Despite the weak economy, 9 out of 10 global CIOs have not modified their IT budget for the second half of the year, signaling continued growth in the industry. Forty six percent of U.S. companies plan to purchase new PCs and perform at least one desktop refresh in the next 12 to 18 months. [Global Services]

In another survey, CIOs are anticipating a modest fourth-quarter hiring bump. Contributing to the slower pace of hiring in the industry is the inability of firms to find qualified IT specialists. [CIO Update]

In Ohio, the high-tech firm Savvis Inc., which has already added 120 people to its St. Louis payroll, will be looking to add another 170 IT positions. [St. Louis Business Journal]

Hawaii is allocating $62 million statewide to build and connect cutting edge information technology facilities on college campuses, with the bulk going toward UH Monoa. [The Gov Monitor]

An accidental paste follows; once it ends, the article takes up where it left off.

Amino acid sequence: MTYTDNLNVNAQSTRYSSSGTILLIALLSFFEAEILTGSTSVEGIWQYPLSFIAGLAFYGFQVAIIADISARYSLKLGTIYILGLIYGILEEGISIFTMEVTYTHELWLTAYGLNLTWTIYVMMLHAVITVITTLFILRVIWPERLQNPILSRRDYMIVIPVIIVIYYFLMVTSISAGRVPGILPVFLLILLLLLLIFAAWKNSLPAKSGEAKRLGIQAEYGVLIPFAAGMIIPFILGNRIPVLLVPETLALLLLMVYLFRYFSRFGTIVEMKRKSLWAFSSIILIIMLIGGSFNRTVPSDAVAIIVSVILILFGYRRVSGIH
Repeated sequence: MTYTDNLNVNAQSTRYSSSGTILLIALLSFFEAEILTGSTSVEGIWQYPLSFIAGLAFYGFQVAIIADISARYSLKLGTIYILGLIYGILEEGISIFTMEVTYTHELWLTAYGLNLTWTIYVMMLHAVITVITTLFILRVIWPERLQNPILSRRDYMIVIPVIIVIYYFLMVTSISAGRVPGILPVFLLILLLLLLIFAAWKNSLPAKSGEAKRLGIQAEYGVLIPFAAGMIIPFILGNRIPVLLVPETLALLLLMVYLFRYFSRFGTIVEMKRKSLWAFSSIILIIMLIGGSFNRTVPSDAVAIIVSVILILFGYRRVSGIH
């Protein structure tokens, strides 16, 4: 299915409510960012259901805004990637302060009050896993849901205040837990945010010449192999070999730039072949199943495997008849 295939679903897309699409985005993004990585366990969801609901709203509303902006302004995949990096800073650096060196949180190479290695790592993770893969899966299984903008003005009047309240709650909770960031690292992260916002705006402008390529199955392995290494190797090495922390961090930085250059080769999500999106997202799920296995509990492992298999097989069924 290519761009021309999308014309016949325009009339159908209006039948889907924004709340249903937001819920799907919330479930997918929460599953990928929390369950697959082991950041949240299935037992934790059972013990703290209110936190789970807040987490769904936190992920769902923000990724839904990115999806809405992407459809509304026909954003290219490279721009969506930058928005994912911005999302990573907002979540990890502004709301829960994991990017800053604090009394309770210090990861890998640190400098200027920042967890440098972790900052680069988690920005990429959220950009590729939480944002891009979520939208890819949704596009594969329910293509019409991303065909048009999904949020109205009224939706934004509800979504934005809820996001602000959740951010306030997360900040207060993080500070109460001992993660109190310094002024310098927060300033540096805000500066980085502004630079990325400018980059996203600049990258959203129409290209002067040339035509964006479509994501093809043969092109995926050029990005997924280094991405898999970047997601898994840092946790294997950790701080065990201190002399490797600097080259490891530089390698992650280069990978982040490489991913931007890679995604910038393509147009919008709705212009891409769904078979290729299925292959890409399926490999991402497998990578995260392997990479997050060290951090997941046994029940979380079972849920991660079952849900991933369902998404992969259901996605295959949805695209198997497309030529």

State and local governments anticipate a year-over-year rise in IT spending of 3.1 percent for infrastructure to boost productivity and comply with the Obama Administration's request for transparency and accountability in government. [Washington Technology]

A glimpse into the future reveals workers will fall mostly into one of two categories: well-paid educated professionals or low-pay positions. The middle tier jobs in manufacturing, real estate and financial services will go and may never return. [The Seattle Times]

-- Dino Londis